What is the shank of a router bit?

 
         
         
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  Router bit with labelled shank  

The shank is the name given to the smooth cylindrical part of the router bit that fits into the collet of the router.

 

An important factor to consider when selecting a router bit is the shank diameter, as this will have an effect on a number of things, including whether or not that particular cutter can be used in your router as specific collets must be used.

 

The most common shank diameters in the UK are imperial ¼" and ½” shanks, and 8mm metric, although other sizes are also available. Light and medium duty routers are generally supplied with ¼" collets, while heavy duty routers usually have ½" collets. Although, other collet sizes are also compatible with various routers and many routers are supplied with more than one collet.

 
         
  1/4 inch and 1/2 inch shank diameter  

Imperial shank diameters are ¼", ⅜", and ½”.

 

Metric shank diameters are 3mm, 6mm, 8mm, 10mm, and 12mm. Cutters with the smaller shank sizes are primarily used in specialist CNC routers, rather than standard routers. 

 
         
 

Does a larger shank mean a larger bit?

 
  Router bit with large shank  

Generally, yes. A thicker shank is better able to support a larger body with longer cutting edges, and so most bits with ½" shanks will be larger overall than ones with ¼" shanks.

 

However, there are exceptions and you may come across ¼" router bits with larger bodies than their ½" equivalents.

 

You should be wary of excessively long or large bits with thinner shanks as they tend to be unstable at higher speeds and therefore, more prone to breakages. 

 
         
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Which shank diameter should you choose for a router cutter?

 
         
  Collet for holding bits  

The shank diameter you choose will depend on a number of factors, the first being the diameter of your router’s collet. The collect must be the correct size for the bit.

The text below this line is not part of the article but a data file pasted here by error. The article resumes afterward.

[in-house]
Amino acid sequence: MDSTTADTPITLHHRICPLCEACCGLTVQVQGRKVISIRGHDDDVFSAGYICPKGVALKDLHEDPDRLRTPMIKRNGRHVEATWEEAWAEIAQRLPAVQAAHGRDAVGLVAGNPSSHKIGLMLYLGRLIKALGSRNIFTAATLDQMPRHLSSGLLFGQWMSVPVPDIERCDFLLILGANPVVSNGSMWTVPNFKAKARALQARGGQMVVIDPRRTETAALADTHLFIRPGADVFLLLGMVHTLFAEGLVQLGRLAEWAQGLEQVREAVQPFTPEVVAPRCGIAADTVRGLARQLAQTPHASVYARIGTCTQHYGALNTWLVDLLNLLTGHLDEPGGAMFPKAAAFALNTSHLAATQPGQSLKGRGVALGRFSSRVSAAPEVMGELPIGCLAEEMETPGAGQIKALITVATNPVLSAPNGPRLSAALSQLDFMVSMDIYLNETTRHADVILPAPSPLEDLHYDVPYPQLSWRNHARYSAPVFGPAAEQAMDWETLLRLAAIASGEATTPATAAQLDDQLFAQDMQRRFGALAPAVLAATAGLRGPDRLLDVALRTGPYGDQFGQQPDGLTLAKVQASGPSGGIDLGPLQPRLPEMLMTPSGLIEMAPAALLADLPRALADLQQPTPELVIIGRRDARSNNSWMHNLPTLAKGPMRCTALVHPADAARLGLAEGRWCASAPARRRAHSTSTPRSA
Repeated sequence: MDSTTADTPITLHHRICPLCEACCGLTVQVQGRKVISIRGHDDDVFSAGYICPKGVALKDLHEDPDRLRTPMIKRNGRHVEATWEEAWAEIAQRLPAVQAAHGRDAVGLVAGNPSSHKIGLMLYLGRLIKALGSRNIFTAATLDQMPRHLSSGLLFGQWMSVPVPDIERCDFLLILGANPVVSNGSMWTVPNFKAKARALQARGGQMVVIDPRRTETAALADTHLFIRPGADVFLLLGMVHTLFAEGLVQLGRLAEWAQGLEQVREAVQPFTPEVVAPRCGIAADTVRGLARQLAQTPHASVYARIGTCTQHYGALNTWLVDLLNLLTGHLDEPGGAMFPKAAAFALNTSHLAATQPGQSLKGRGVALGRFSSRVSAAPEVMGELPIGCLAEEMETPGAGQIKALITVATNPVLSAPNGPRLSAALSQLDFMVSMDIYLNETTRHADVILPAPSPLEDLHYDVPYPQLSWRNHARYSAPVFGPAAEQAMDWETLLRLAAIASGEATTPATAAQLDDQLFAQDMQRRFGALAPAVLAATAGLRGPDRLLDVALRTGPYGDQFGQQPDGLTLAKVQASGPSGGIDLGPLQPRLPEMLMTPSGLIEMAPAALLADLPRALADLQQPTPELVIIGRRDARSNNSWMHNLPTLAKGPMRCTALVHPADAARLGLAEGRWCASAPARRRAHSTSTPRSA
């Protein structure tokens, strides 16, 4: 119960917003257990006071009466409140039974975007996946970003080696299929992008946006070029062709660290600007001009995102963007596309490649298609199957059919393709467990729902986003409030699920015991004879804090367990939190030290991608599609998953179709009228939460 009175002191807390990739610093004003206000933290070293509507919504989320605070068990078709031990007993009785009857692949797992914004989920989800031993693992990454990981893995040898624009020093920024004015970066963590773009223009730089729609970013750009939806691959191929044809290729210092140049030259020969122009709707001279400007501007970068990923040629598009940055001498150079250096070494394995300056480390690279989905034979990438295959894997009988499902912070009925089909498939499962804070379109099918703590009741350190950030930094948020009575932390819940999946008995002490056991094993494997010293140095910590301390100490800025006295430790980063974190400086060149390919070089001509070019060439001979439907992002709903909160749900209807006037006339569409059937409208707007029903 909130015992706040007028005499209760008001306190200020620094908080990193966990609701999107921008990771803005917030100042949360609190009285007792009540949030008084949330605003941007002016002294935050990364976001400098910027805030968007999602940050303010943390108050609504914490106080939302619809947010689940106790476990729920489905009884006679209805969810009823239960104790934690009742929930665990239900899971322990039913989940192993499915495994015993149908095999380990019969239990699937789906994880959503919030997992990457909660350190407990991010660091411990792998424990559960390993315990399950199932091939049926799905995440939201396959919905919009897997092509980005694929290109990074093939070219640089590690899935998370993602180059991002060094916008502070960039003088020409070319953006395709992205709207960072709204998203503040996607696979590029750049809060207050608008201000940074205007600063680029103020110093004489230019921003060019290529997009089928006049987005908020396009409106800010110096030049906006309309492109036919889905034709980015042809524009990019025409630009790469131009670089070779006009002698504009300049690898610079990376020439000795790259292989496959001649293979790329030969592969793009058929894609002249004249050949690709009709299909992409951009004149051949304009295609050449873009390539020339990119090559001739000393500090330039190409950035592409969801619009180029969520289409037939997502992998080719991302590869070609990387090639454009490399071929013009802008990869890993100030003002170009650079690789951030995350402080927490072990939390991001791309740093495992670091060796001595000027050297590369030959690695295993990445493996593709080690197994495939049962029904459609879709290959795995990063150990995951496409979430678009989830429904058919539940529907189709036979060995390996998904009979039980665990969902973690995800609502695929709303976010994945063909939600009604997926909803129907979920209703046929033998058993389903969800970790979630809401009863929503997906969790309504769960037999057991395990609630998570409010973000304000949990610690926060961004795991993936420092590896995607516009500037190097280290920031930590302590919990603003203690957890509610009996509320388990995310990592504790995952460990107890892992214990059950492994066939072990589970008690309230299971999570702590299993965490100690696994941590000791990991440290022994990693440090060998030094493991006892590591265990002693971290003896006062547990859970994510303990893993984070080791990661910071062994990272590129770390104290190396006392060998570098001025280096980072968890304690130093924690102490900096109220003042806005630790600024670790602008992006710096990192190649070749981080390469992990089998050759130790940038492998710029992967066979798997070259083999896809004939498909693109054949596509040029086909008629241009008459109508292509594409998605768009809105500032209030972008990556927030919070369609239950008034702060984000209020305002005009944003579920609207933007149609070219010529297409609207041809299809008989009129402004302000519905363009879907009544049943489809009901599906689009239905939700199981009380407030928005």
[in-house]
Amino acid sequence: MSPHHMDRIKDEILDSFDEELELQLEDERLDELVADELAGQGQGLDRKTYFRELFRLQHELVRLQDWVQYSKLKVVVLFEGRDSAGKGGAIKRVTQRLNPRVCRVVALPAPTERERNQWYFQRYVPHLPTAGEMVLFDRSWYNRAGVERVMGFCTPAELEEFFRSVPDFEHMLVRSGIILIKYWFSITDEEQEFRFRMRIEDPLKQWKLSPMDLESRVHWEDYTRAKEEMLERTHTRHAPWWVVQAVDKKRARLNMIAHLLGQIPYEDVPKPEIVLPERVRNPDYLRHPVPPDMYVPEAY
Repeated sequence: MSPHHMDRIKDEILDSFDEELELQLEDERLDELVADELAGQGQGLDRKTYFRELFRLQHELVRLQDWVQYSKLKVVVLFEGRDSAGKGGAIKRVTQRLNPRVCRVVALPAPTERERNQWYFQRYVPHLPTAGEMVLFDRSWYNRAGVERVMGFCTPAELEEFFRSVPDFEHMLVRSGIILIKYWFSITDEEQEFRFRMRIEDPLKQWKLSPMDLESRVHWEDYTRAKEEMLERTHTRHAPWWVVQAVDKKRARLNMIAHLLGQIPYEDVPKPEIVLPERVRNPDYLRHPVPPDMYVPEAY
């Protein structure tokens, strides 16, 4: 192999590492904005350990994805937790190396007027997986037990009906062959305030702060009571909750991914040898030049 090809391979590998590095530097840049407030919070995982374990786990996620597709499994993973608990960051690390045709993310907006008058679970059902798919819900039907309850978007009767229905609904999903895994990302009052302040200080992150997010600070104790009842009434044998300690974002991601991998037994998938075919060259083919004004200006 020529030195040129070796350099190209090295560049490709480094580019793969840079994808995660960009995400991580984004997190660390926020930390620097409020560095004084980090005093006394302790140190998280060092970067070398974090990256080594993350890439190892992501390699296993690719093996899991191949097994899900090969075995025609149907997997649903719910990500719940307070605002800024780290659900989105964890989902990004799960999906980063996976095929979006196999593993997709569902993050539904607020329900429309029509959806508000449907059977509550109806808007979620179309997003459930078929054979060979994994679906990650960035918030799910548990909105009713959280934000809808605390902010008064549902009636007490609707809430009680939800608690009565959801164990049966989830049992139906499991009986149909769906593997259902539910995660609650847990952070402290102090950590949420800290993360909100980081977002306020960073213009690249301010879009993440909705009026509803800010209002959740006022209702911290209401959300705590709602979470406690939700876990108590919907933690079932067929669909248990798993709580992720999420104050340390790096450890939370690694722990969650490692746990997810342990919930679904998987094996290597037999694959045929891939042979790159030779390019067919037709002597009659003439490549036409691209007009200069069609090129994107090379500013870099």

Collets come in different diameter sizes. All routers include one size of collet, many also come other collets of other sizes and there is usually the option for spare collets of different sizes to be bought, although these must also be compatible with your specific router. 

 
         
 

Router collets and router cutter shank diameters

 
  Half an inch collet for a router  

The size of the collet will refer to the size shank they can be used with, they must always match. So for example, a ¼" collet must be used with a cutter with a shank diameter of ¼". If you want to use a router bit with different diameter shank, you will need to purchase an adapter, usually known as a collet reduction sleeve. However, these adapters are only for occasional and light work, ideally, using a collet of the correct size is usually recommended.

 
         
  Power tools from Wonkee Donkee Trend. Routing technology delivered across the UK  

Trend routers have options for different sizes of collet. The heavy-duty T10  andT11  routers come with a ½” collet included and have spare collets available that are ¼", 8mm, and ⅜". Themedium-duty T5  router includes a ¼" collet, with the safety switch version of this router and the model with a carry case also coming supplied with a ¼" router. The light-duty T4  router comes complete with ¼", 6mm, and 8mm collets.

 
         
  collet sleeves are collet reduction adapters for use with router bits that have smaller diameters  

Collect reduction sleeves

Although they cannot be used for any heavy work, or for prolonged periods of time, collet reduction sleeves are an ideal stop gap if you want to use a router cutter with a shank that is smaller than the collet you have. These adapters are available in the following sizes:

 
         
 

If you do have the freedom to choose which shank diameter to use because you have a selection of collets, then you may wish to consider some of the following before making your final decision:

 
         
  Using a power tool with a router bit Wonkee Donkee Trend  
  • Router bits with larger shanks are usually larger overall, and are therefore more stable, so are less likely to break when cutting. Router cutters with very thin shanks must be used with care as they will be prone to breakage

  • A larger shank diameter has a larger circumference. This means a larger surface area, so heat can dissipate more efficiently. As a result, there is less chance of burning your material due to an overheating

  • A larger circumference also means there’s more gripping area for the router’s collet, so a larger shank is less prone to slipping and vibration when working

  • Bits with smaller shanks are usually less expensive initially, more widely available, and because they tend to be smaller overall, they are often the preferred choice for finer or more delicate cutting

 
         
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  Wonkee Donkee says "wonkee donkee top tip: whether you choose a 1/2 or 1/4 inch shank diameter, you should avoid bits that have excessively long shanks. These will be much less stable when run at high speeds"  
         
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